There’s a gaping hole between science’s understanding of autism and the public’s.
Of all the issues doctors have explored in children’s health, none has been more exhaustively researched than the question of whether vaccines are linked to autism. After hundreds and hundreds of studies in thousands of children, “We can say with almost as much certainty than anybody could ever say that vaccines don’t cause autism,” Mayo Clinic autism researcher Dr. Sunil Mehta told me.
And yet the fear that they do remains stubbornly persistent, as a current measles outbreak in Minnesota shows. The virus is spreading among unvaccinated children — in this case, Somali-Americans in Minneapolis, after anti-vaccine advocates targeted their parents with a misinformation campaign. Now 51 people, most of them children, are very, very ill.
Today, about one in 68 US children has autism — a rate that’s remained unchanged since at least since 1990, though there’s been a steady increase in awareness and diagnosis. And it’s the parents of some of these children who are among the most vocal proponents of the vaccine-autism link — in Minnesota and elsewhere. Many are frustrated, confused, and desperate for an explanation for why and how their children got the disorder.
It doesn’t help that doctors have long struggled to explain what exactly causes autism if vaccines don’t — many medical theories have been debunked and then replaced by new ones.
The medical community is getting closer and closer to finally zeroing in on the cause. I recently talked to half a dozen researchers on the cutting edge of this work to find out what they see as the latest and best evidence for what might trigger autism. They were excited about their new understandings of the genetic basis for autism — what they view as the most promising area of research on the disorder right now. They also talked about recent advances in grasping how particular genetic mutations change the biology of the brain in ways that cause autism symptoms.
More blurry is their research on the non-genetic (or environmental) contributors to autism, like pollution or medications. Here’s a quick rundown of what we know about what causes of autism — from most well-established to least well-established.
The strongest evidence of a cause: genetics
Autism spectrum disorder is a collection of close to 1,000 different conditions, with symptoms ranging from delayed speech development to asocial behavior and repetitive movements.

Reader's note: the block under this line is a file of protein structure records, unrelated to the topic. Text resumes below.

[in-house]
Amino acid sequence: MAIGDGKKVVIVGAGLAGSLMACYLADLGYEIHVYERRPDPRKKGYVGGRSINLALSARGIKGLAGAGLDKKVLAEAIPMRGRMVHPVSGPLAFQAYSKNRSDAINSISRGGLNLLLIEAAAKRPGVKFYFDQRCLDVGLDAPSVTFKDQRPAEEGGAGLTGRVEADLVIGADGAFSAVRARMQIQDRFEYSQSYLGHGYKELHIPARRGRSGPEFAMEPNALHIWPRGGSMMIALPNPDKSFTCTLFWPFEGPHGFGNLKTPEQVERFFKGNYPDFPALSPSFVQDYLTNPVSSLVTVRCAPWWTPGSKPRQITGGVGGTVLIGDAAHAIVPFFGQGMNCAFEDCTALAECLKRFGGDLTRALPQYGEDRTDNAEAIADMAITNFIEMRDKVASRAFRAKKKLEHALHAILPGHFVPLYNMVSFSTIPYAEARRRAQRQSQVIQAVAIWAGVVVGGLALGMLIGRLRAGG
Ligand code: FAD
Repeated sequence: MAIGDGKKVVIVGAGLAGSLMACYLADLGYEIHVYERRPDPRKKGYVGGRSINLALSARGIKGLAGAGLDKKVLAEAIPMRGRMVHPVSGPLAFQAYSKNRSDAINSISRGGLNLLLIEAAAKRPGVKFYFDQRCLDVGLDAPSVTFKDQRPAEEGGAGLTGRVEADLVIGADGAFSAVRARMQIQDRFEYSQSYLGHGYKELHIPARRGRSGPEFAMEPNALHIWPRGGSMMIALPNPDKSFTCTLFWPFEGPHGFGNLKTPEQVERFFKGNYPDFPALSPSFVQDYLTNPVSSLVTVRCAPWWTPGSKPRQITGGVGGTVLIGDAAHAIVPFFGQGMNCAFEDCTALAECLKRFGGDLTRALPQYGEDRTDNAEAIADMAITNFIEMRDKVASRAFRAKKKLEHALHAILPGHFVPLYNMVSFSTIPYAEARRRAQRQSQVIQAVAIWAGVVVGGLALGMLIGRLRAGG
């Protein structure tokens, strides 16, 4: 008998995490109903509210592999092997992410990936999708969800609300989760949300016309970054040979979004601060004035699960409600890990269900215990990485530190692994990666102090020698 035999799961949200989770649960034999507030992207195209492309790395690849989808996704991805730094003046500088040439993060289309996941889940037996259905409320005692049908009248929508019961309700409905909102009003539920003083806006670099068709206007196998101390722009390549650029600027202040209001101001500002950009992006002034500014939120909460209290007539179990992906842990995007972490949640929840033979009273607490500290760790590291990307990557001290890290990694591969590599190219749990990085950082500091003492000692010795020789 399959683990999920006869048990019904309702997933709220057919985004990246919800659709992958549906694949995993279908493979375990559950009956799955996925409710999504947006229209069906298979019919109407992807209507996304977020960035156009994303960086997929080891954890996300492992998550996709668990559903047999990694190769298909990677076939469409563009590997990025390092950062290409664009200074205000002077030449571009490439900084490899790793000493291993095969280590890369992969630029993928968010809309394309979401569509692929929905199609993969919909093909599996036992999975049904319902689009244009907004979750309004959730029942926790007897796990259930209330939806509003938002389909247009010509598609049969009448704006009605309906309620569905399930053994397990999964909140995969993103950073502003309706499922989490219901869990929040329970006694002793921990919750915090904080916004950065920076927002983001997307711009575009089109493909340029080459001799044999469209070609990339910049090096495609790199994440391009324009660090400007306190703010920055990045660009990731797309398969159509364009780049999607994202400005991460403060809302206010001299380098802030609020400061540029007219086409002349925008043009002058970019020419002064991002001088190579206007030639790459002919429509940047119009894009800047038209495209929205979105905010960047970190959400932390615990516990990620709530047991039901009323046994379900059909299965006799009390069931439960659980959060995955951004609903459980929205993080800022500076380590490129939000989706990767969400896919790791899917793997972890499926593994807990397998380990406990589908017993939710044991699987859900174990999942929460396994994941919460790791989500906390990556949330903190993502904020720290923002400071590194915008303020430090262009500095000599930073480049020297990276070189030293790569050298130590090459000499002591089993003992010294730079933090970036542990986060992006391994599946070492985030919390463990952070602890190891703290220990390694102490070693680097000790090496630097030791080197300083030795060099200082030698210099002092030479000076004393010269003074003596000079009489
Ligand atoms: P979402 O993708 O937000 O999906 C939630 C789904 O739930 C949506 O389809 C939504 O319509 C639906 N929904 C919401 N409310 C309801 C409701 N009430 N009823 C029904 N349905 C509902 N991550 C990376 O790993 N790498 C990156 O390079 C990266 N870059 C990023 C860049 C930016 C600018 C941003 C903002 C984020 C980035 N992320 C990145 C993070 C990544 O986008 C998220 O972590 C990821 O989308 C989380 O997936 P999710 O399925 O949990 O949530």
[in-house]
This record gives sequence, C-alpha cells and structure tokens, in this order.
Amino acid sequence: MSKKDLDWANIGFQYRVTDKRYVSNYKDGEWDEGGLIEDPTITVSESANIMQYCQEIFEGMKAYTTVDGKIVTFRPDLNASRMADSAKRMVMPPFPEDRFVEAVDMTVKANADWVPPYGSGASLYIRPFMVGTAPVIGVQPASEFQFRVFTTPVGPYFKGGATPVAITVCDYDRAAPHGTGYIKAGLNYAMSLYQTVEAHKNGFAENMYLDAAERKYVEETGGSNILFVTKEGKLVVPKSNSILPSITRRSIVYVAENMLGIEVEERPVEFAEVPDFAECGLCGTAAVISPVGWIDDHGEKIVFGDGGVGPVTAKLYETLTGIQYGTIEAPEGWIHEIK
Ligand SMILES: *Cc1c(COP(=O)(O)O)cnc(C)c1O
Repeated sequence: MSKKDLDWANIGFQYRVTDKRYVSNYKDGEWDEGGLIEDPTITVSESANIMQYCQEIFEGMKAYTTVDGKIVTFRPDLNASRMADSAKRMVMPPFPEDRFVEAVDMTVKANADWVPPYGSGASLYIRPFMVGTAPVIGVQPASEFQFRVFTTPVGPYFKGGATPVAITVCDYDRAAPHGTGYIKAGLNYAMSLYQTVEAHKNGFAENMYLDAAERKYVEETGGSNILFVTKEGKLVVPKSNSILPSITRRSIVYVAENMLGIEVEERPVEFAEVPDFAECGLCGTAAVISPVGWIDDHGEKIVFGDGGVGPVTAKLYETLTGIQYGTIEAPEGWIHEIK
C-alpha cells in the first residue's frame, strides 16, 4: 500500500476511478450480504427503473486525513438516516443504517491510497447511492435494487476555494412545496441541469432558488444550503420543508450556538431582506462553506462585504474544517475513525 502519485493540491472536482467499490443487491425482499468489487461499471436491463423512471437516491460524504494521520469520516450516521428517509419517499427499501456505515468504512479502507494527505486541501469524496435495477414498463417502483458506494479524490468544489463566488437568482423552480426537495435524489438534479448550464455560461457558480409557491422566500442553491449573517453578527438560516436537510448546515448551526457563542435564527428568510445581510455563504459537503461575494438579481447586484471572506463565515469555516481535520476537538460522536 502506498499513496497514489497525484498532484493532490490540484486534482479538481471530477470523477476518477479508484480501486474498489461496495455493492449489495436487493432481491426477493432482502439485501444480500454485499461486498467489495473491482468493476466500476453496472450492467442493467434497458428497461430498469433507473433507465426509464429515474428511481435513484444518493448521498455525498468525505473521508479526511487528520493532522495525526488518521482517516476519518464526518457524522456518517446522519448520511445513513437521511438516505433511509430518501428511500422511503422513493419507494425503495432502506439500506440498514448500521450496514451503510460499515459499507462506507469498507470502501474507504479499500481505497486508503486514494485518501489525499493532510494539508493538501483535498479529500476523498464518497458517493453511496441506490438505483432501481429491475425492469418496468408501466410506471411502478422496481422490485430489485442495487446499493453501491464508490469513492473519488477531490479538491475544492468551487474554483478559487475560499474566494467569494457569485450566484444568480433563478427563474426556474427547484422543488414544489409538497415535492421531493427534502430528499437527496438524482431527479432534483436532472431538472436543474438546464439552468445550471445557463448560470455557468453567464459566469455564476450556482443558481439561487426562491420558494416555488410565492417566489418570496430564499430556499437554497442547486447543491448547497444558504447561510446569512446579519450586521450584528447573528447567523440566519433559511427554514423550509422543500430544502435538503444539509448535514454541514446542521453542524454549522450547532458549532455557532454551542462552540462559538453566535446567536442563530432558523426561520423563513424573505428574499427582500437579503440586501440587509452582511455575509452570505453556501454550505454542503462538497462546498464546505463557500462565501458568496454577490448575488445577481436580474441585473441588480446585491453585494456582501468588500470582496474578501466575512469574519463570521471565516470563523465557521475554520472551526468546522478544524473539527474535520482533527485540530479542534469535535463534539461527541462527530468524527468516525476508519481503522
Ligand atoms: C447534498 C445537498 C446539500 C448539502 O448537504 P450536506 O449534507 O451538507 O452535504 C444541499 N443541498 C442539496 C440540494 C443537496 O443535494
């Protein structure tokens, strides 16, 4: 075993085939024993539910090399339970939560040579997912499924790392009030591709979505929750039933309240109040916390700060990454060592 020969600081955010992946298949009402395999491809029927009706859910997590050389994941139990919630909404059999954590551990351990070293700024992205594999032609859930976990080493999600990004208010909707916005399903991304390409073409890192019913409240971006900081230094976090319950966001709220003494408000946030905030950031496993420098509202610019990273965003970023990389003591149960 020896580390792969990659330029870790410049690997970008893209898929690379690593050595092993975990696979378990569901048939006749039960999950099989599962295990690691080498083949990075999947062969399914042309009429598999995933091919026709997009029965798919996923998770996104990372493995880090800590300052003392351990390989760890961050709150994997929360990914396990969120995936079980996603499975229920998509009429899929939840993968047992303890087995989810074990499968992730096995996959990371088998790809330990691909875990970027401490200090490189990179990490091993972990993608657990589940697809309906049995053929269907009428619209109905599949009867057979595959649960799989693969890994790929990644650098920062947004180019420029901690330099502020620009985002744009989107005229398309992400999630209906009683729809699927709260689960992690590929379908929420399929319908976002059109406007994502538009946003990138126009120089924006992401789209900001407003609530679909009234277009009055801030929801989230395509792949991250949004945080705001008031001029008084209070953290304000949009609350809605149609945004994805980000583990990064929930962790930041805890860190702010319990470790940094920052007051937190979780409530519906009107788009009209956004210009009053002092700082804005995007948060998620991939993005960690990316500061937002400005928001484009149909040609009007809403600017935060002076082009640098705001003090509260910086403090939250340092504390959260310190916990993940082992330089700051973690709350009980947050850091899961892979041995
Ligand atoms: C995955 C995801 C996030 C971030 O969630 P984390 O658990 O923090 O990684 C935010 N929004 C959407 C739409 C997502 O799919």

But “of all the causes of autism, the thing we know with the greatest certainty is that it’s a very genetic disorder,” said UCSF geneticist and autism researcher Stephan Sanders. “If you look at a child with autism, then look at their siblings, you’ll find the rate of autism is 10 times higher in those siblings than in the general population. This has been looked at in populations of millions.”
Researchers first recognized the genetic underpinnings of the disorder in the 1970s, with studies on twins involving at least one sibling with autism. They found that monozygotic twins (with nearly identical genetics) were more likely to have autism in common than dizygotic (or non-identical) twins who shared less in common genetically.
Since then, large-scale population studies have uncovered the same pattern — and researchers have come to believe that shared genetic variants in families are probably more important than shared environments for triggering the disorder.
“The bottom line is that when you add up all of the genetic risks, it looks like genetics can account for 50 percent of the risk for autism, which is very high,” said David Amaral, an autism specialist at the UC Davis MIND Institute. To put that into context, compared to other common health problems — like heart attacks, or cancer — autism is much more genetic, with well over 100 genes now implicated.
The big question now is how these genes affect the brain in a way that leads to autism symptoms. So the next frontier in this area of autism research is understanding the biological effects of autism genes (or the genes where a mutation boosts a person’s risk of developing the disorder).
“We anticipate some commonality in the effects of the [autism] genes, which we hope would reflect the most important aspects of autism biology,” Sanders said. Putting together the puzzle pieces on autism’s underlying biology will help researchers narrow in on potential treatments for autism, he added.
To get there, researchers have been using whole-exome sequencing. The technique has been transformative for autism research since it allows researchers to sequence a person’s coding genes — or the small percentage of DNA in the genome that has translated into proteins to make functioning genes — and see how the exomes of people with autism differ from those without the disorder.
Through exome sequencing, Sanders and his colleagues found that genetic variants in the gene SCN2A are linked with autism. Based on that discovery, they were able to uncover the “Rosetta Stone” of autism pathology: the particular genetic defects in an individual neuronal protein lead to either epilepsy or autism, depending on how the mutations worked on the protein.
Narrowing in on how these single genetic mutations can lead to autism or other health problems opens the door to better understanding the biology of the disorder, and how to treat it.
Exposure to infections and certain medicines during pregnancy may be linked to autism
Not everyone with those genetic mutations has autism — and that’s because researchers believe it’s not mutations alone that cause the disorder.
In many cases, you need that underlying genetic predisposition or mutation to collide with a range of potential environmental triggers. And finding those environmental risk factors is where things get murky pretty quickly.
Researchers have proposed dozens of potential environmental contributors to autism — including air pollution, pesticides, antidepressants, and viruses. And few of them have very robust science behind them, in large part because it’s much trickier to confirm the environmental causes of a disease.